Blogger: Janet Kobobel Grant
Location: Books & Such Main Office, Santa Rosa, Calif.
This week I’d like to explore with you the role that covers play in helping your books to find their audiences…or not. We’re going to look at some covers that served the content well and others…not so much. Many elements go into considering whether a cover works. But here are some elements that aren’t a consideration:
- Does the author like the dominant color used in the cover? Really, the reader could care less that emerald green is on your all-time, most-hideous-color-ever list. What counts is whether the cover conveys the right “feel” for the content of the book. If green suggests the bright hope of tomorrow, and that’s what your book is about, learn to like green.
- Is the model used on the cover a match for how the author perceived the protagonist (in the case of fiction)? Sometimes it doesn’t matter that the cover designer saw the protagonist differently from how the author did. When it does matter is if a historical detail is incorrect or if the protagonist is rendered a blonde when in the story she’s a brunette. Or if the model isn’t the age of the protagonist because that would convey the wrong message about the age of the intended reader. (If the protagonist is 40 but the model is 20, a different audience will be drawn to the book than the author intended.)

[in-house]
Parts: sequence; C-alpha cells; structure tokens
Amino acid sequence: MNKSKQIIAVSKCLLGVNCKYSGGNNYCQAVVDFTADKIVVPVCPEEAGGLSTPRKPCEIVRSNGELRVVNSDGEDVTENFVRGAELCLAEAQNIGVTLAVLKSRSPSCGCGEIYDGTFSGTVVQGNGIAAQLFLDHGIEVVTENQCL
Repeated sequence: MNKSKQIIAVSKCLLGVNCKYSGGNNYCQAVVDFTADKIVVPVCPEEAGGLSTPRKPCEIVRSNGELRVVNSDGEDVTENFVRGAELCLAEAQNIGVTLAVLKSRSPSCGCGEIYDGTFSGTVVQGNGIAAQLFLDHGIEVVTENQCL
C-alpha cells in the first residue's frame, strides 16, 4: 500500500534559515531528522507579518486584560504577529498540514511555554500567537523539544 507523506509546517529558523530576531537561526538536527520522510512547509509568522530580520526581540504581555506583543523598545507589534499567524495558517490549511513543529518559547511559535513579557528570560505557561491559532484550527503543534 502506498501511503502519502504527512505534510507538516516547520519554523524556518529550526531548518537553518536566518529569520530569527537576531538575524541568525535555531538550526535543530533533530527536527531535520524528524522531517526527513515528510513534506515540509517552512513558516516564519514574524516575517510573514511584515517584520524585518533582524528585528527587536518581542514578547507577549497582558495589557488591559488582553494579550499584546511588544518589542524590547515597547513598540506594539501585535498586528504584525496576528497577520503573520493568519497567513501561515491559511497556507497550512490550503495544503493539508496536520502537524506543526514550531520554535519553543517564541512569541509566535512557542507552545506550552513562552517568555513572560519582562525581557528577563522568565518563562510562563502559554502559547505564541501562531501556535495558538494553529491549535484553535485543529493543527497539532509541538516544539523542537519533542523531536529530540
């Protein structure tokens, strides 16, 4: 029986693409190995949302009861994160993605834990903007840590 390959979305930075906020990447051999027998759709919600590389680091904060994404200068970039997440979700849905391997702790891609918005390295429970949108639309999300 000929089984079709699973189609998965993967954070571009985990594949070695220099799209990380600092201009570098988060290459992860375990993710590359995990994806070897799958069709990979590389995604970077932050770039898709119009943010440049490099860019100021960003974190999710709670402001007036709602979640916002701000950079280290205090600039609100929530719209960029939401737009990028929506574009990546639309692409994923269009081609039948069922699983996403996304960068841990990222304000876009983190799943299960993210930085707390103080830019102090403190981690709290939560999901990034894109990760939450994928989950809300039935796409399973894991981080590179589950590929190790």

- Does the font appeal to the author? The two valid reasons to suggest a font change are whether the words are readable or if the font conveys the wrong message about the tone of the book. I saw a cover recently with a font that suggested a historical time period even though the novel was contemporary–wrong message.
Here’s a cover that is wonderfully consistent in the bright, youthful feel it communicates. The font is a perfect fit for the whimsical nature of the title. Everything works in concert to invite the intended reader to pick up this book and BUY IT!